Hope for Things with Feathers

One state’s efforts to save birds of prey provides case studies for conservationists everywhere, in a small but richly illustrated package.

The Raptors of Iowa. Paintings by James F. Landenberger. Essays by Dean M. Roosa, Jon W. Stravers, Bruce Ehresman and Rich Patterson. 103 pages. University of Iowa Press.

The broad-winged hawk, as painted by James F. Landenberger. From The Raptors of Iowa.
The broad-winged hawk, as painted by James F. Landenberger. From The Raptors of Iowa.

Raptors may not be the first group that comes to mind when considering Iowa’s birds. Indeed, having grown up bird-watching in the state, my childhood memories of raptors are rather scarce and largely limited to the satisfaction of seeing and identifying an occasional rough-legged hawk over the expansive snowy landscape during school-bus rides.

This slender volume serves less as a treatise on the raptors of Iowa (as the title suggests) than the result of a self-directed project the late artist James F. Landenberger set for himself: to paint nearly all of Iowa’s hawks, falcons, eagles, owls and vultures. Landenberger won awards for his paintings of wildlife, starting with waterfowl and later including songbirds, fish and other wildlife. Accompanying each painting is a brief paragraph noting details of each species’ life history and status in Iowa.

Besides the paintings, the collection includes four essays by Iowa wildlife conservation professionals. Each provides personal reflections either about Landenberger or, more often, about the author’s path to an interest in raptors and the changing status of raptor species in Iowa during the past century.

Dean Roosa relates childhood observations of hawks, which left lasting impressions, and describes memorable incidents while studying and banding nesting great horned owls. Roosa calls attention to well-known and now largely overcome problems with trapping and shooting of raptors and highlights successful raptor conservation programs in the state.

Significantly, these projects have taken place in the state where, as the author admits, the largest percentage of wildlife habitat has been lost.

Jon Stravers’ essay provides penetrating behavioral observations from his career studying red-shouldered hawks in northeastern Iowa. The red-shouldered is a woodland species and therefore rare in this row crop state. He also describes the phenomenon of fall migration in raptors and documents some significant recoveries of individual birds banded or recaptured after traveling great distances.

The book’s final and most instructive essay, by Bruce Ehresman, covers several specific raptor conservation projects that have taken place or are underway in Iowa. These projects should be viewed not as parochial descriptions of one state’s answer but, rather, as examples for opportunities available for successful conservation elsewhere. Significantly, these projects have taken place in the state where, as the author admits, the largest percentage of wildlife habitat has been lost. Barn owls, peregrine falcons, bald eagles, red-shouldered hawks and ospreys are all benefiting from the attentions of wildlife managers. One of the most successful of these hands-on projects, and one that has been exported to many other states, is Iowa’s innovative American kestrel nest-box program. The vast agricultural fields of Iowa offer few trees and even fewer nest cavities for this small falcon, and the installation of more than a thousand nest boxes on the backs of state highway signs provides breeding sites coincident with linear strips of grassy roadside hunting habitat. Some two-thirds of these boxes are used each year, a testament to creative wildlife management.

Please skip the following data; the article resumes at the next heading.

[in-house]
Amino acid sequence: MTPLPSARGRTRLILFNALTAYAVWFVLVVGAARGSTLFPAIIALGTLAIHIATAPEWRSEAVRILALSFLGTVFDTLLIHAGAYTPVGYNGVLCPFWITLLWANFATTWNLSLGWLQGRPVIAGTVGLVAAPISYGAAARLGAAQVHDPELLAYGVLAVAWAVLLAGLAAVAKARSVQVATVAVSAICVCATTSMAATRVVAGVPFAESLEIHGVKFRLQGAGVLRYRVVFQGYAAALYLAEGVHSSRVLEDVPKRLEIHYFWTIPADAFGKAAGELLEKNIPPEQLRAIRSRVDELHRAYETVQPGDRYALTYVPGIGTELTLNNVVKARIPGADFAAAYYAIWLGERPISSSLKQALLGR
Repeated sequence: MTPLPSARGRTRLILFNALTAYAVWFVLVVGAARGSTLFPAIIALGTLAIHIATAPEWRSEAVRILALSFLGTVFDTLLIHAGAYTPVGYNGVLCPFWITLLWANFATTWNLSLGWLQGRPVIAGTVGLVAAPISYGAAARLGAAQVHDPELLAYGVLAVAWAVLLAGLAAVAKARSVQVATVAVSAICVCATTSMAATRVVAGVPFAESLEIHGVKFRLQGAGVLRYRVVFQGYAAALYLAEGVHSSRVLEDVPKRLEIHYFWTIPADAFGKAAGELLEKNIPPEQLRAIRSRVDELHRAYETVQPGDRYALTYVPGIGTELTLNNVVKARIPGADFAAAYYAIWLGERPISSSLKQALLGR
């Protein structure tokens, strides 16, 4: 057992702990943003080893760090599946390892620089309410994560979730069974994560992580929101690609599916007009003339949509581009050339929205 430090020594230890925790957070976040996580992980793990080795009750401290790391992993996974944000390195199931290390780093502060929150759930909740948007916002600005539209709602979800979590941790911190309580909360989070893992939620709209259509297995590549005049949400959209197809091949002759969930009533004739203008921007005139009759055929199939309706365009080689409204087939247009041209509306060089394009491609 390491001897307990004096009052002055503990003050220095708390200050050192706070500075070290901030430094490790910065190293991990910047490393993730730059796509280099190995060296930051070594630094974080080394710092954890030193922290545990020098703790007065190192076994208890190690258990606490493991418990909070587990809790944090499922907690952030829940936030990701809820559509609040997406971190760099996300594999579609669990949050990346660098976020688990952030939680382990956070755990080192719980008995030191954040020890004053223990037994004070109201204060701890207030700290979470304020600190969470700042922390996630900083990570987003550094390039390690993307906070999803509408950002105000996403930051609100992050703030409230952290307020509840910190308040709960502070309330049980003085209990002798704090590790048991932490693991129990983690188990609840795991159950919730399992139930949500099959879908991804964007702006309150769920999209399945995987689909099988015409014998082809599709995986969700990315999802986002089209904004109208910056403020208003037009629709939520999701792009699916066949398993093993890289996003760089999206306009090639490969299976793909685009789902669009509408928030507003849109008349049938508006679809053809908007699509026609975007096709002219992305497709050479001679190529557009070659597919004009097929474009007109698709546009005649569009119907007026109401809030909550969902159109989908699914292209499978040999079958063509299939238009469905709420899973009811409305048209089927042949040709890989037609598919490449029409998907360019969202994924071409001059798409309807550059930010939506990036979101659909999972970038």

The essays largely succeed in providing context for the book’s main purpose: the publication of Landenberger’s 32 bold and detailed raptor paintings. Most of these portrayals depict perches, vegetation and other intricate foreground elements that add to the overall aesthetic and help avoid the potentially stark iconography of portraits that lack environmental moorings. Many include postures of action or imminent action, such as recently captured prey or a momentarily unbalanced red-shouldered hawk alighting on a branch.

The Raptors of Iowa calls attention to the considerable diversity of birds of prey that can be found there if sought. Although more in-depth information about each species’ occurrence in Iowa would be welcome and might be expected given the book’s title, those with an interest in bird art or tales of raptor study may enjoy this volume.

A childhood interest in birding led Dan Reinking to a career in ornithology. He is a senior biologist with the George Miksch Sutton Avian Research Center of the Oklahoma Biological Survey at the University of Oklahoma. He has conducted research on grassland birds and has coordinated Oklahoma Breeding Bird Atlas and Winter Bird Atlas projects.